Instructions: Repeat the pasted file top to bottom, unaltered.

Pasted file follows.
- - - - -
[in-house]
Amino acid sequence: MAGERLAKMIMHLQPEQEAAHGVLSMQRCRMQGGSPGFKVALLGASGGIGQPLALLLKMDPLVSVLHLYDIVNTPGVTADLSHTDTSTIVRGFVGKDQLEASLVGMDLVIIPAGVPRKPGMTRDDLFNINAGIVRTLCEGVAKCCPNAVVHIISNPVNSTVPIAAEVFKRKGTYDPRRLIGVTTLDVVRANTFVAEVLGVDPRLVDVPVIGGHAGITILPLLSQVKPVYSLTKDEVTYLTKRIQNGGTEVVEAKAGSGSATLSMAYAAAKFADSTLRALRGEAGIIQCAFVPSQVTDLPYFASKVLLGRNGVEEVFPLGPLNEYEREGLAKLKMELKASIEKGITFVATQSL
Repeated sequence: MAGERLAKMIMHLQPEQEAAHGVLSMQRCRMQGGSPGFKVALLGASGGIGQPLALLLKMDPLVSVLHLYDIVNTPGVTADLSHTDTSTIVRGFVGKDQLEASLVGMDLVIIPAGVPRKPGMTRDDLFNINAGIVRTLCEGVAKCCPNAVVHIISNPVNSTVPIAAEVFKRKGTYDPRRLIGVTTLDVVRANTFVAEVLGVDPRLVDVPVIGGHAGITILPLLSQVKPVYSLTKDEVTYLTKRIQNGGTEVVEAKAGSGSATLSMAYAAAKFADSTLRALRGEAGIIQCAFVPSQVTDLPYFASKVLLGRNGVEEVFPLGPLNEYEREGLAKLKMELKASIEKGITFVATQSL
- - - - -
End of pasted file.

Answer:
[in-house]
Amino acid sequence: MAGERLAKMIMHLQPEQEAAHGVLSMQRCRMQGGSPGFKVALLGASGGIGQPLALLLKMDPLVSVLHLYDIVNTPGVTADLSHTDTSTIVRGFVGKDQLEASLVGMDLVIIPAGVPRKPGMTRDDLFNINAGIVRTLCEGVAKCCPNAVVHIISNPVNSTVPIAAEVFKRKGTYDPRRLIGVTTLDVVRANTFVAEVLGVDPRLVDVPVIGGHAGITILPLLSQVKPVYSLTKDEVTYLTKRIQNGGTEVVEAKAGSGSATLSMAYAAAKFADSTLRALRGEAGIIQCAFVPSQVTDLPYFASKVLLGRNGVEEVFPLGPLNEYEREGLAKLKMELKASIEKGITFVATQSL
Repeated sequence: MAGERLAKMIMHLQPEQEAAHGVLSMQRCRMQGGSPGFKVALLGASGGIGQPLALLLKMDPLVSVLHLYDIVNTPGVTADLSHTDTSTIVRGFVGKDQLEASLVGMDLVIIPAGVPRKPGMTRDDLFNINAGIVRTLCEGVAKCCPNAVVHIISNPVNSTVPIAAEVFKRKGTYDPRRLIGVTTLDVVRANTFVAEVLGVDPRLVDVPVIGGHAGITILPLLSQVKPVYSLTKDEVTYLTKRIQNGGTEVVEAKAGSGSATLSMAYAAAKFADSTLRALRGEAGIIQCAFVPSQVTDLPYFASKVLLGRNGVEEVFPLGPLNEYEREGLAKLKMELKASIEKGITFVATQSL